Cambria’s two high school graduation ceremonies were among the most uplifting I’ve attended. Students and faculty members alike talked about the close-knit communities and strong bonds formed on the Coast Union and Leffingwell campuses.
Not only were diplomas handed out, but hugs and compliments galore were exchanged along with them. I was left with the feeling that here was a group of people who would stay in touch over the years — who would continue to support one another long after they had stopped sharing space in classrooms and on athletic fields.
That support extended to the community at large. At Coast, the number of scholarships awarded (51) outnumbered the 49 graduates themselves. At Leffingwell, the ratio was even higher: Four students walked across the stage and more than three times that number of scholarships were awarded.
That was the heartwarming part of attending my first graduation ceremonies in Cambria.
Then there was the troubling part: Coast Unified Superintendent Victoria Schumacher told the graduates that, in the 21st century, they could expect to hold an average of 14 careers during their lifetimes.
Think about that for a moment. Let it sink in.
Art Van Rhyn drew up a cartoon for The Cambrian last week that showed an excited teen exulting that she’s about to embark on a “quest for the perfect summer, the perfect surf, the perfect party!”
A balding, somewhat downcast fellow (presumably her father), reading a newspaper, looks up at her from his easy chair and responds, “How about the perfect job?”
Does the perfect job even exist?
Give the superintendent credit: She was preparing the graduates for a harsh reality of life. The Bureau of Labor Statistics issued a report in March showing that people born from 1957 to 1964 held an average of 11.7 jobs just between the ages of 18 and 48. That’s roughly 2 1/2 years per job.
It’s worth noting that there’s a distinction between jobs and careers. On its website — www.bls.gov — the BLS states that it cannot estimate how often people change careers during their working lives because “no consensus has emerged on what constitutes a career change.” It asks: Has a construction worker who decides to open a home-remodeling business changed careers? What about a newspaper reporter who becomes a TV news anchor?
Whatever your definition, the numbers seem daunting.
The challenges inherent in changing jobs, companies and even careers are not new. My dad tells the story of how his father worked for years in the aerospace industry and was within a few weeks of qualifying for his pension when he was fired without any apparent cause. He responded by reinventing himself as a federal employee overseeing the sale of savings bonds.
But although it isn’t new, it’s happening far more often than before, and it’s troubling for more than a few reasons.
For one thing, job change is stressful. According to the Holmes-Rahe Stress Scale, based on two psychiatrists’ study of medical records, changes in employment are among the most stress-inducing events a person can experience. Being fired (No. 8), retiring (No. 10), undergoing a “major business readjustment” (No. 15) and changing to a different line of work (No. 17) all ranked among the top 20. The more these things happen, the more stress individuals and society as a whole are forced to absorb.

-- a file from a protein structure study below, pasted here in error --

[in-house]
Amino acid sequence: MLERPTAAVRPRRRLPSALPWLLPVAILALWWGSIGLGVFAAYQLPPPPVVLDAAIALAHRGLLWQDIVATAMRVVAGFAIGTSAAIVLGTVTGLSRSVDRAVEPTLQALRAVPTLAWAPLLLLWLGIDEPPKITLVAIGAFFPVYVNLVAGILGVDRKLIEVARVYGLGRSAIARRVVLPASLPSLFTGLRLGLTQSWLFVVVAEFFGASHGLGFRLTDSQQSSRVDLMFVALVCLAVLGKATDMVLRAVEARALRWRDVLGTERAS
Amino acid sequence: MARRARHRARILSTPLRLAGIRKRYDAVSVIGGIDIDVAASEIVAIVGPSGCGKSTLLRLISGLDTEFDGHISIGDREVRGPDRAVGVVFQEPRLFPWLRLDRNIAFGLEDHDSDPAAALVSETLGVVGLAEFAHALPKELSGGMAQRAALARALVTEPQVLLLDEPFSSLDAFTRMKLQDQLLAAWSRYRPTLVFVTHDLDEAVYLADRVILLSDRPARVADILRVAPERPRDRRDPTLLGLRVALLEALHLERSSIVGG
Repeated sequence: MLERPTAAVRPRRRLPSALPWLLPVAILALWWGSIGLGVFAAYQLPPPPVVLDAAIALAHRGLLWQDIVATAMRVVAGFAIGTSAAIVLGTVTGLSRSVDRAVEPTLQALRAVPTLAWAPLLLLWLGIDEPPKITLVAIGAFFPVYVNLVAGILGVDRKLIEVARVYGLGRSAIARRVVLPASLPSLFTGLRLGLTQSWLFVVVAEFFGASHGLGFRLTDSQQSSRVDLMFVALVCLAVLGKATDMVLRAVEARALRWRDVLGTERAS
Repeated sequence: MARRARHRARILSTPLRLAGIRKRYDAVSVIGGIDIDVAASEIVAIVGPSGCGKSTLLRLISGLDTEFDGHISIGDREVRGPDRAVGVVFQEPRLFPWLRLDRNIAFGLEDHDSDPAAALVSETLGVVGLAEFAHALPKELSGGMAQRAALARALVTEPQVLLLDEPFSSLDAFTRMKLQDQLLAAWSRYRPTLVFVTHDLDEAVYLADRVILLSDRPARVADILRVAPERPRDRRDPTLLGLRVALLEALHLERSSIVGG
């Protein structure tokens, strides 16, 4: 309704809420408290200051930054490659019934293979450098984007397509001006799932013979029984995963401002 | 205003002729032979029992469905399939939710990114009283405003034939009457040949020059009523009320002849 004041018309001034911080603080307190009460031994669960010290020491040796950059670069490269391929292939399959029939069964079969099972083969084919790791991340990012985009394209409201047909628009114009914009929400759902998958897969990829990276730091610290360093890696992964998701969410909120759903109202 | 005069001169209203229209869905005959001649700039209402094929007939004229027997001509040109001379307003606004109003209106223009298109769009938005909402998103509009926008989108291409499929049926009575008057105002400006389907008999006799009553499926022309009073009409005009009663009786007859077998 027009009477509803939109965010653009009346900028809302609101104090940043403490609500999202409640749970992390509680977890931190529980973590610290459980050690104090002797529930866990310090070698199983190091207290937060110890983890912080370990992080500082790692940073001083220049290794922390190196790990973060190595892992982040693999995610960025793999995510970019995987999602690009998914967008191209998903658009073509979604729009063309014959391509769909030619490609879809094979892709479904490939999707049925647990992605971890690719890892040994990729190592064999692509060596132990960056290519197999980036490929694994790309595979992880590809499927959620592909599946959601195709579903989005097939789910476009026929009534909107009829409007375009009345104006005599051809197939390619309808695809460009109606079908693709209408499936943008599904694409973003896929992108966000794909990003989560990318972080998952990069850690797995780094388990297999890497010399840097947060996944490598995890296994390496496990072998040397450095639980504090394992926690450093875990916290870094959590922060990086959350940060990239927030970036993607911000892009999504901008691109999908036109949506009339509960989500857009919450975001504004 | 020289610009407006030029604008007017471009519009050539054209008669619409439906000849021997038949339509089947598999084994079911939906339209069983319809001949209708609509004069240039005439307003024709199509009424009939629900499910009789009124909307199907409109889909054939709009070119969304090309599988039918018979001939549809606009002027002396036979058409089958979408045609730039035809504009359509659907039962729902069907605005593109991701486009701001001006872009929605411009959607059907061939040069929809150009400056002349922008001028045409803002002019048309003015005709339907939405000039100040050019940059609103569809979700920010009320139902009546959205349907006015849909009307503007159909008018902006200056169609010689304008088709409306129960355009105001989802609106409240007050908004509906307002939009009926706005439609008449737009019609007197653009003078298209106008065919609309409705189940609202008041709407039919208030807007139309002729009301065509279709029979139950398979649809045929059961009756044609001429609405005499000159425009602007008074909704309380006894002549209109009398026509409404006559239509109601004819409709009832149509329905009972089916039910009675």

More stress leads to higher health care costs, which have been spiraling out of control all on their own for years now.
To make matters worse, the costs of higher education have been in the throes of a similarly dizzying ascent. Tuition and fees at California’s public four-year institutions have nearly doubled in 2014 dollars over the past decade.
Couple that with increasingly frequent job or career changes, and that means students and their parents are getting even less bang for their buck than it might appear: They’re investing more money in learning skills that might only earn them a paycheck for a few years. After that, they could be back to square one — and still on the hook for thousands of dollars in student loans.
In what the Harvard Business Review described as a new “era of hyperspecialization,” this is even more troubling, because workers who train for specialized fields will be even less equipped to shift gears. They’ll either have to settle for less-skilled, lower-paying jobs, or they’ll have to seek retraining by going back to school … and taking on even more debt.
In light of all this, it’s heartening to learn that the San Luis Obispo County Office of Education has received $6 million to spend on Career Pathways development over the next two school years. Even more important, Schumacher and Coast Unified are focused on developing skills that can translate across a variety of fields. The four C’s, as she refers to them, are collaboration, communication, critical thinking and creativity.
In the current environment, it seems like the right approach.
At Cambria’s graduation ceremonies, she and other speakers counseled the seniors to make the most of their opportunities, especially those available at Cuesta College. It’s good advice. Under the Cuesta Promise program, every new SLO County High School student is eligible to have their fees paid for a full year at the community college.
Those generous scholarships from donors in Cambria and along the North Coast also help tremendously.
Such help is gratifying in the here and now. But what about two, four or 10 years down the line, when the new graduates are adults saddled with student loans and changing jobs? That’s what worries me. And it’s all the more reason for graduating seniors to take advantage of those opportunities now.
They may not come again.